Introverts tend to value quality over quantity when it comes to friendships. If we introverts can’t share our innermost thoughts, dreams, and secrets with someone, we’ll likely never consider them a friend — a nice acquaintance, sure, but not a true friend. Because of this desired quality and depth, we’re usually content having just one or two friends, although some introverts thrive having a larger number.
However, it’s often difficult to develop high-quality friendships. Many introverts don’t feel comfortable reaching out to new people, and even when we do, we don’t often meet people we “click” with.
Yet all humans, including introverts, are made to function in relationship. Friendship has been shown to increase physical and mental health, along with overall happiness, whereas a lack of friendship and isolation have the opposite effect.
Despite the popular belief that introverts don’t like people, we need human connection just like anyone else. We just have different desires when it comes to our relationships. A fellow introvert once explained her ideal living situation as having other people in the house, just not in the same room all the time, and I see this as a basic summary of what introverts desire in friendship.
As any introvert has figured out by now, life is usually not conducive to the introvert’s ideal. We live in a loud world, and simply sitting in silence together does not create a lasting friendship. Yet introverts are just as capable of making human connection — we just may need to step out of our comfort zones to do so.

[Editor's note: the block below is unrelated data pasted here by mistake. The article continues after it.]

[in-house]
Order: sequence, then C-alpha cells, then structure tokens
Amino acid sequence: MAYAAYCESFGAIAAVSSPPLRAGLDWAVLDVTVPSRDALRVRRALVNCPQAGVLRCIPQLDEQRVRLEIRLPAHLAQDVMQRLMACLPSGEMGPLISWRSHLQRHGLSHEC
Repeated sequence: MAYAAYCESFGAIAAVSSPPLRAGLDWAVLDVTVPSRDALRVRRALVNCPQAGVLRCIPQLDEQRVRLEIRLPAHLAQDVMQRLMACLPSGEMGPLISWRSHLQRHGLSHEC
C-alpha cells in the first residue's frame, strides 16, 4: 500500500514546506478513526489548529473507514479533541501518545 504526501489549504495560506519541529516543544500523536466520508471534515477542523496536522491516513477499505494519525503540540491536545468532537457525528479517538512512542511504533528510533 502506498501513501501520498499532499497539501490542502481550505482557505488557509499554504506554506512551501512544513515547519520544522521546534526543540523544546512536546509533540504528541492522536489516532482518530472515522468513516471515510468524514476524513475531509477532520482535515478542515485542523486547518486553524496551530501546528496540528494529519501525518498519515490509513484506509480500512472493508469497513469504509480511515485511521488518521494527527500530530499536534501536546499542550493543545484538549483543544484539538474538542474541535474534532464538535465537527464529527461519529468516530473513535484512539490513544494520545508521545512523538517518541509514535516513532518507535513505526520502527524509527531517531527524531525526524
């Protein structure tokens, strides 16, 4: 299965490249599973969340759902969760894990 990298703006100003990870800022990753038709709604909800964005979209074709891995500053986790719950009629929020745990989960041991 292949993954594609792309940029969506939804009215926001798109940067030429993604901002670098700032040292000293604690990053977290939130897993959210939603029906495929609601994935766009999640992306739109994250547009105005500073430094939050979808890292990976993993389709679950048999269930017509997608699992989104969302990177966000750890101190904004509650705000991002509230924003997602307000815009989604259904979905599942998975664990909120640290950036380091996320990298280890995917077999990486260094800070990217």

Here are seven tips for introverts to make and develop high-quality, lasting friendships.
(Note: many people use the word introvert differently. Here’s our preferred definition.)
How Introverts Can Make High-Quality Friends
1. When you don’t have the energy to reach out, draw others to you.
Never underestimate the power of a smile. This has become a learned trait of mine — I make eye contact and a smile follows. It’s become automatic, and in doing so, I come off as being open to being approached. This also overcomes the “resting bitch face” problem. Even if you looked mad at the world two seconds prior, a smile communicates your willingness to engage.
Before the start of my graduate school program, we were required to attend an overnight camp to bond with our cohort. Talk about an introvert’s nightmare! I was terrified and didn’t have the emotional energy to be the one reaching out, so I did my best to simply look like a nice person and be approachable. This technique paid off, as I met one of my future best friends after she decided I looked like someone she wanted to be friends with. To quote Buddy the Elf, make smiling “your favorite,” and it will pay off.